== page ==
Many health insurance plans will help pay for counseling/treatment but they do not cover the cost of the evaluation or educational classes. As a SAP, it is my goal to find a treatment or education option that fits the employee's needs while also taking into consideration their financial situation.

6. How important is it to use someone that is actually a credentialed SAP?

It is critical for both employees and employers to use a provider that has bonafide SAP credentials. This means that the SAP has taken specialized training, passed an exam and fulfilled the continuing education requirements. A SAP should always be able to show you documentation of all of the above. If they cannot, then they are probably not a SAP. It is important to know that the DOT does not "certify" SAP's, so if someone tells you they are a "certified SAP", that is a false claim (DOT Rule 49 CFR Part 40 Section 40.365 (b)(10))

CAUTION: If an employee completes an evaluation with someone who does not have the proper SAP credentials, the evaluation will not meet the requirements of the DOT Regulations and the employee will have to repeat the process with a properly credentialed SAP. I've seen this happen several times.

7. What is actually involved in the Return-To-Duty process?

The Return-To-Duty (RTD) process begins with the SAP evaluation which will take two hours at my office. I will then send you a letter containing my recommendations and all the information you will need to get started.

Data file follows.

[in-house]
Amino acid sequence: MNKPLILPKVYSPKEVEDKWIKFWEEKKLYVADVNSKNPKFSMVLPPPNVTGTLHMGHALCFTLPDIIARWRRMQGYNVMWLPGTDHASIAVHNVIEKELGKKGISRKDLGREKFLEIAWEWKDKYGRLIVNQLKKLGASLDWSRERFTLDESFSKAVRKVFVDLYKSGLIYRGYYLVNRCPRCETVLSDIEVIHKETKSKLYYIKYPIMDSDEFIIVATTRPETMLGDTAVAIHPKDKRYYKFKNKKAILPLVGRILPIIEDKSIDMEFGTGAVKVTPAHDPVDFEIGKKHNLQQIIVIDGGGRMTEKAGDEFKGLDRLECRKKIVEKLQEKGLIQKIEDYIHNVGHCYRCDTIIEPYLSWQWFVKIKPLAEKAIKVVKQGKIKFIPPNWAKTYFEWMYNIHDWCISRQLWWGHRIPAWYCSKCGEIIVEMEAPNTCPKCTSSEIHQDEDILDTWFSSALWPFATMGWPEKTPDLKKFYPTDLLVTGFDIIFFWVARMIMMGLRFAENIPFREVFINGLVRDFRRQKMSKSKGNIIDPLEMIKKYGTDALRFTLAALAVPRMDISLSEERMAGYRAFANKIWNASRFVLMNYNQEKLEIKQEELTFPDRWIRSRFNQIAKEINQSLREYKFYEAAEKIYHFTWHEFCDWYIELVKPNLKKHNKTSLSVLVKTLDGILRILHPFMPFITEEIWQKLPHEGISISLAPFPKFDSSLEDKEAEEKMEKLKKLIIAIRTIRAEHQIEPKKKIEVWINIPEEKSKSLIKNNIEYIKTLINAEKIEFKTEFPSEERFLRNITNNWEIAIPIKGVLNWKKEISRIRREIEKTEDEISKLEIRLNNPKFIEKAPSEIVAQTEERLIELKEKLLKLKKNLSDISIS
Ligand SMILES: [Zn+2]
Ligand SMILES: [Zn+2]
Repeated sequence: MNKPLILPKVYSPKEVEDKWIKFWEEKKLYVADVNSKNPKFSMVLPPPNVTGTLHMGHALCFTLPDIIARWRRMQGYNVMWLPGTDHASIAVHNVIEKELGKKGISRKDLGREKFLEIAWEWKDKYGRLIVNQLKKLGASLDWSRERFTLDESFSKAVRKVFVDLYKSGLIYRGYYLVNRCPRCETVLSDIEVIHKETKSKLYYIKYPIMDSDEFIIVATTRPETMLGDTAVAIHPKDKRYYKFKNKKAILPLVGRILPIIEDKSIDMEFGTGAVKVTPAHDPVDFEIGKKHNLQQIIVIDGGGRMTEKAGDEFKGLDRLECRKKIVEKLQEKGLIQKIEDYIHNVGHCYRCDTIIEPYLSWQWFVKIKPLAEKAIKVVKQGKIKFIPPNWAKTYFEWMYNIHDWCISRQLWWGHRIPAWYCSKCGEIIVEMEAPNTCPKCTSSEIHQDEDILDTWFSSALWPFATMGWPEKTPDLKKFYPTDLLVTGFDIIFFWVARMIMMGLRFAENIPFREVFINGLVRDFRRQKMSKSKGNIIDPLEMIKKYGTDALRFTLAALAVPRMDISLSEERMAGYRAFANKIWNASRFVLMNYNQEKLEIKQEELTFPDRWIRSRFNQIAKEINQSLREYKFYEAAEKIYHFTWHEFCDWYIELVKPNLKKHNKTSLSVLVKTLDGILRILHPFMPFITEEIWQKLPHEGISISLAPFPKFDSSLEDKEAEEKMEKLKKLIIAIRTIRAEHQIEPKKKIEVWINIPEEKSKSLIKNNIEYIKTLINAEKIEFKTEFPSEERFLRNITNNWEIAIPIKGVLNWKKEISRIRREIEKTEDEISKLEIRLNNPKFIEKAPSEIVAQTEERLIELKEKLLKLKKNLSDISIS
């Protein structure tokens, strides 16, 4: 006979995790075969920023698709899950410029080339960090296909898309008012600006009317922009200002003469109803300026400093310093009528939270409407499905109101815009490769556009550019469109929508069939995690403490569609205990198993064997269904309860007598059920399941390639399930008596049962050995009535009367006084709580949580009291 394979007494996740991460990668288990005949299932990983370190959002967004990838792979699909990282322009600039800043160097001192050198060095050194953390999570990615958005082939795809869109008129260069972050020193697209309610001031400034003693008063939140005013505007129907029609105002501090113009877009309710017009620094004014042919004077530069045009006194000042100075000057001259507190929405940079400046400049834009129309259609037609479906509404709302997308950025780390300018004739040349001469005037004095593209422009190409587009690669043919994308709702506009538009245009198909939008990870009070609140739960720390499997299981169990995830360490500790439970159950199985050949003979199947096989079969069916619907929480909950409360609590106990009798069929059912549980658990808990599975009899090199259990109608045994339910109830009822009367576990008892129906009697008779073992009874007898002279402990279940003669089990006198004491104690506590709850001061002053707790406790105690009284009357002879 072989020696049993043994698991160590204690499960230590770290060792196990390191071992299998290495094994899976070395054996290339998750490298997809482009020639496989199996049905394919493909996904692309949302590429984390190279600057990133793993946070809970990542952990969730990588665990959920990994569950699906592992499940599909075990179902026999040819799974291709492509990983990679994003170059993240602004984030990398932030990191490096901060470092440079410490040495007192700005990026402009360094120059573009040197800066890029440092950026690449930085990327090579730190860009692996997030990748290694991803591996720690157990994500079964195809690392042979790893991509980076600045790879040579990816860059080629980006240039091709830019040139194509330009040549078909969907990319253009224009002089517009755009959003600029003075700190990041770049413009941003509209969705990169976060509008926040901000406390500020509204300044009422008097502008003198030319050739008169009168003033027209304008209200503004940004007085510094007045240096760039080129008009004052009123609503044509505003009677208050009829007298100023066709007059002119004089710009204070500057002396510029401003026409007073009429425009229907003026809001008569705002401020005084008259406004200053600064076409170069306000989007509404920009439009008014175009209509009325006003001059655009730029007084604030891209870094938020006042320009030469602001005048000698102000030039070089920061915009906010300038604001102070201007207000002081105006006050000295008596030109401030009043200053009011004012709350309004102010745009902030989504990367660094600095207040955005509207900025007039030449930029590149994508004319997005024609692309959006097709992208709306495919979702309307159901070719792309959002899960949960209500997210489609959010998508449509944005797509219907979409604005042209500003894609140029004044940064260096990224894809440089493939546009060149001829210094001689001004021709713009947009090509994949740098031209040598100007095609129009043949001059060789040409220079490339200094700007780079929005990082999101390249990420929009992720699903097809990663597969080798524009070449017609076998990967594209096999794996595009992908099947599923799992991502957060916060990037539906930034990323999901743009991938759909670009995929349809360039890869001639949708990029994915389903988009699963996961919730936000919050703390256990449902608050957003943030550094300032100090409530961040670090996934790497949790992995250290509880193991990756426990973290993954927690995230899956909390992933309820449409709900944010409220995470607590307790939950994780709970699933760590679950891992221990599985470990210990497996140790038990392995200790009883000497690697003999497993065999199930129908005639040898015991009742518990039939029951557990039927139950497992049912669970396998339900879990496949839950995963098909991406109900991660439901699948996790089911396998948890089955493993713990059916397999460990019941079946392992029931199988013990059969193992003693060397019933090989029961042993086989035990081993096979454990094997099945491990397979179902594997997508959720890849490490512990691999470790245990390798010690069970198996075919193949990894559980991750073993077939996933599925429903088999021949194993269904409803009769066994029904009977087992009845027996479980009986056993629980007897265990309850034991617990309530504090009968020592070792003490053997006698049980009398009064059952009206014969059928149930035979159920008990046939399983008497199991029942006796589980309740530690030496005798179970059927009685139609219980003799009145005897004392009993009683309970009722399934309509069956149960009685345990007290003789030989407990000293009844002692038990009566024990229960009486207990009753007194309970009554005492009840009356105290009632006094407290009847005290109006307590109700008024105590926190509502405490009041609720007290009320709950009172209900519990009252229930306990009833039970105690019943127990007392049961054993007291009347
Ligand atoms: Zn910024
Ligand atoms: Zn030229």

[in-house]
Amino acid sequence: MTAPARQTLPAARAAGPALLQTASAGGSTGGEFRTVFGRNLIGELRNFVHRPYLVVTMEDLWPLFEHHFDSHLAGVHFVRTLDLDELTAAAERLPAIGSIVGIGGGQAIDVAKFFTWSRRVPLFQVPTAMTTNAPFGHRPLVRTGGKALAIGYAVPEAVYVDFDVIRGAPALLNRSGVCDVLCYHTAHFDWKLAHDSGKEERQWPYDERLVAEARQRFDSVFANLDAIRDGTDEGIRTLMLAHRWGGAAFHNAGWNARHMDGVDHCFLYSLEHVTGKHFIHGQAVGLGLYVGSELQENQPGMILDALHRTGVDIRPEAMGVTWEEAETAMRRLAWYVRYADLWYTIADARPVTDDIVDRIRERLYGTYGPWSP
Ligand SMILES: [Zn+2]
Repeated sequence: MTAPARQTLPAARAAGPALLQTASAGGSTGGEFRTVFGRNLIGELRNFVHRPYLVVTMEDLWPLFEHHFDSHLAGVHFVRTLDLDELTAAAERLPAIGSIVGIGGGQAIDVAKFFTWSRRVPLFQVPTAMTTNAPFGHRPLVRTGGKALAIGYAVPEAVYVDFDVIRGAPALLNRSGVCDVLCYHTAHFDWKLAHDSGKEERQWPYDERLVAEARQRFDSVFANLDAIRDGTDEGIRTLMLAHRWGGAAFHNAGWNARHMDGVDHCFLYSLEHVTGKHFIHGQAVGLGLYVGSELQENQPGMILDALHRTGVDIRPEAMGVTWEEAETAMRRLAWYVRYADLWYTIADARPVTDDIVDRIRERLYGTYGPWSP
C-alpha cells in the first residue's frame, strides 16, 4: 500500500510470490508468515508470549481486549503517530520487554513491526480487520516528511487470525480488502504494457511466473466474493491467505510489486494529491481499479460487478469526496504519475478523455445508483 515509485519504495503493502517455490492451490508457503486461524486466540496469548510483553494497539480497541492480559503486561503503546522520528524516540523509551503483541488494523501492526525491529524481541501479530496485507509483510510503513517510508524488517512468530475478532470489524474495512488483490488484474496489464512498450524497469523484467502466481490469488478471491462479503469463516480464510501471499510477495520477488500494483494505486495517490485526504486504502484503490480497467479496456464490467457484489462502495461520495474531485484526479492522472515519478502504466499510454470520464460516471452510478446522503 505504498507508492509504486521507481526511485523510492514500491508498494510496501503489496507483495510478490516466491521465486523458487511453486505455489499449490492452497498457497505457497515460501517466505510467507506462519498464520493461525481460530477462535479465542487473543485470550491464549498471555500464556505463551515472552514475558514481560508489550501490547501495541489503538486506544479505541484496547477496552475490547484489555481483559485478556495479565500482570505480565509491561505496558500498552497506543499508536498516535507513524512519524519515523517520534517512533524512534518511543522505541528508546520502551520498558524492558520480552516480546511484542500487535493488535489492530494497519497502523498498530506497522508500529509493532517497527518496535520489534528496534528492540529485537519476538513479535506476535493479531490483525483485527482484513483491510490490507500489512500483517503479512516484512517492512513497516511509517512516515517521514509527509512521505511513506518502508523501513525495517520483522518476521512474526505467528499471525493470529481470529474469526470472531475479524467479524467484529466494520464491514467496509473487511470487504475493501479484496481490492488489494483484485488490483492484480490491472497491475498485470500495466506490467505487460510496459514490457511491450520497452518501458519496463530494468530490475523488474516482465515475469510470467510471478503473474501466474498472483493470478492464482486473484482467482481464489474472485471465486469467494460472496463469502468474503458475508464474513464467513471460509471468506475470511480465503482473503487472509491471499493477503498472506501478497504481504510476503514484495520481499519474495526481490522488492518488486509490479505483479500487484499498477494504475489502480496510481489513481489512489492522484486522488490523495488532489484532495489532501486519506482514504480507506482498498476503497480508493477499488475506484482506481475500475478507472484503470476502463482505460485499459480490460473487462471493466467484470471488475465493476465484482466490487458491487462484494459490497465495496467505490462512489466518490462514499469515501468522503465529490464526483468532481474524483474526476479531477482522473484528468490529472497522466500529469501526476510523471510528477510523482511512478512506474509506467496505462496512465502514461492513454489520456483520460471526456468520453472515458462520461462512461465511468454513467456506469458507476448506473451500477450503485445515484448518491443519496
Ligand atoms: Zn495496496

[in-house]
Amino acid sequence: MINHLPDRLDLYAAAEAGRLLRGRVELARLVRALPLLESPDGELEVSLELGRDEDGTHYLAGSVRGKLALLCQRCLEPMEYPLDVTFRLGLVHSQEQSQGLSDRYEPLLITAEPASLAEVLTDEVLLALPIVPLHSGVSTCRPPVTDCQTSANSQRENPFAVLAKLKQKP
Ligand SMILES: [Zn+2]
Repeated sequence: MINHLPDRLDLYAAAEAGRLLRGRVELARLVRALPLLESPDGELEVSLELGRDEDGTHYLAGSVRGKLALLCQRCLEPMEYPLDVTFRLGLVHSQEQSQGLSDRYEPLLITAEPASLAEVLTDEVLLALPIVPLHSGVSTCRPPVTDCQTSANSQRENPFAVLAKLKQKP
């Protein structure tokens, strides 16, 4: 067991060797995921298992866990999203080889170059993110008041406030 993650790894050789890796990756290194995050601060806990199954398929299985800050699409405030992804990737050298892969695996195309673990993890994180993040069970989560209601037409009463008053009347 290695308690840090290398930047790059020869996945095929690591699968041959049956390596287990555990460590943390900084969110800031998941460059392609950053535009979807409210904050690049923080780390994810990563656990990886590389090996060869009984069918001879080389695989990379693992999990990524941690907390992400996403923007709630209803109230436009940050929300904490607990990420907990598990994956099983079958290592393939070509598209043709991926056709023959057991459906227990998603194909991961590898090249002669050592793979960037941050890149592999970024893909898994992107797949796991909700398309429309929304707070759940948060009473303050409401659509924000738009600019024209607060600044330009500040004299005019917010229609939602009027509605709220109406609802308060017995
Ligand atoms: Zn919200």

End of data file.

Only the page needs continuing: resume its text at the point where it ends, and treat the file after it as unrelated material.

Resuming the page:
Next, we have a second meeting for me to determine if you have complied with my recommendations.

If you are found to be in compliance, you can then take a "return to duty" drug and/or alcohol test which is arranged by the employer. If that test is negative for all tested substances, then you are eligible to return to performing safety-sensitive duties, at the discretion of the employer.

8. How long does the Return-To-Duty process take?

This depends on two things: 

The level of treatment plan that is recommended, and

How quickly the employee gets started on the treatment plan. 
Some employees get started right away on the SAP's recommendations and are back on the job in a short time. Others may put off getting started or fail to complete the SAP's recommendations, making the time it takes them to get back to safety-sensitive work longer. Employers generally view an employee or potential employee more positively if they have gone through the Return-To-Duty process in a timely manner.

9. I can't afford to be out of work during this process. Can I work while going through the process?

Absolutely. But, you can only work in a non-safety-sensitive position. Many employers allow their employees to do this.

10. How do I start the Return-To-Duty process?

If you are an employer you can either call me directly at (970) 495-4852 or fill out the referral form by clicking here.

If you are an employee, you can call me directly at (970) 495-4852.

 

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Cynthia Fravel, LPC, CAC II, NCAC I    
Phone: (970) 495-4852    Fax: (970) 204-7881